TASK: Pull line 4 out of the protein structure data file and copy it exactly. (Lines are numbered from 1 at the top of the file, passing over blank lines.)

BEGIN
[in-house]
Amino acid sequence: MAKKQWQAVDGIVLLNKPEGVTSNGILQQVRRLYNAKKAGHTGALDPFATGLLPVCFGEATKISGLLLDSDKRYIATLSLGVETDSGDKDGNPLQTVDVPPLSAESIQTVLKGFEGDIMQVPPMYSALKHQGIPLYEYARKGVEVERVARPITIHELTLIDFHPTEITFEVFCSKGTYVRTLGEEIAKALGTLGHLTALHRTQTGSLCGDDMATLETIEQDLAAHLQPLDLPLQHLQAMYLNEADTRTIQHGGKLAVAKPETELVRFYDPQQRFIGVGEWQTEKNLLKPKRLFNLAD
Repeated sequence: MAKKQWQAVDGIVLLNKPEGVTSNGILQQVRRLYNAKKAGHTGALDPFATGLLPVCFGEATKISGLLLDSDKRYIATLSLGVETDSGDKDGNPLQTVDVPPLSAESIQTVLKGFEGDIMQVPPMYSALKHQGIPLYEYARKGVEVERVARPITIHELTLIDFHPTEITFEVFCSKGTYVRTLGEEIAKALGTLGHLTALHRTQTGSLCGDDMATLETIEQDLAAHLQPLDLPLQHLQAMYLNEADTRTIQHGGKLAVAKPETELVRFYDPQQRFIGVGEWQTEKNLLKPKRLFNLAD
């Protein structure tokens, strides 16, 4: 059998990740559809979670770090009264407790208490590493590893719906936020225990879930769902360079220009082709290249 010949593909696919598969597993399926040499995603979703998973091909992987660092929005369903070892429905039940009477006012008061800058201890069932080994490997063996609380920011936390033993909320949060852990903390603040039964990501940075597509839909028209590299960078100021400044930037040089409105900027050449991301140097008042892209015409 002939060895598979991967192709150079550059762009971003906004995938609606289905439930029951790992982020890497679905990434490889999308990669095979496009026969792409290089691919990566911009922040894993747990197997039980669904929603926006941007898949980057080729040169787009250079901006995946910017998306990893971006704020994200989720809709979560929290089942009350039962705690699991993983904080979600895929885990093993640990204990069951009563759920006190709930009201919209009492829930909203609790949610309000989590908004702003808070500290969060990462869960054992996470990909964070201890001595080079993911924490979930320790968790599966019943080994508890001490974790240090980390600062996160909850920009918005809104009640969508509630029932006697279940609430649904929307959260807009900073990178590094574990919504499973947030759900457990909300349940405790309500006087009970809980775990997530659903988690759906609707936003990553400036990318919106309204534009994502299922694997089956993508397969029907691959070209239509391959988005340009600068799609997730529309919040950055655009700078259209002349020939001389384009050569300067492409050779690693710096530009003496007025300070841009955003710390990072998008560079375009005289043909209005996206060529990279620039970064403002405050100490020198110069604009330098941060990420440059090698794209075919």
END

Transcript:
């Protein structure tokens, strides 16, 4: 059998990740559809979670770090009264407790208490590493590893719906936020225990879930769902360079220009082709290249 010949593909696919598969597993399926040499995603979703998973091909992987660092929005369903070892429905039940009477006012008061800058201890069932080994490997063996609380920011936390033993909320949060852990903390603040039964990501940075597509839909028209590299960078100021400044930037040089409105900027050449991301140097008042892209015409 002939060895598979991967192709150079550059762009971003906004995938609606289905439930029951790992982020890497679905990434490889999308990669095979496009026969792409290089691919990566911009922040894993747990197997039980669904929603926006941007898949980057080729040169787009250079901006995946910017998306990893971006704020994200989720809709979560929290089942009350039962705690699991993983904080979600895929885990093993640990204990069951009563759920006190709930009201919209009492829930909203609790949610309000989590908004702003808070500290969060990462869960054992996470990909964070201890001595080079993911924490979930320790968790599966019943080994508890001490974790240090980390600062996160909850920009918005809104009640969508509630029932006697279940609430649904929307959260807009900073990178590094574990919504499973947030759900457990909300349940405790309500006087009970809980775990997530659903988690759906609707936003990553400036990318919106309204534009994502299922694997089956993508397969029907691959070209239509391959988005340009600068799609997730529309919040950055655009700078259209002349020939001389384009050569300067492409050779690693710096530009003496007025300070841009955003710390990072998008560079375009005289043909209005996206060529990279620039970064403002405050100490020198110069604009330098941060990420440059090698794209075919």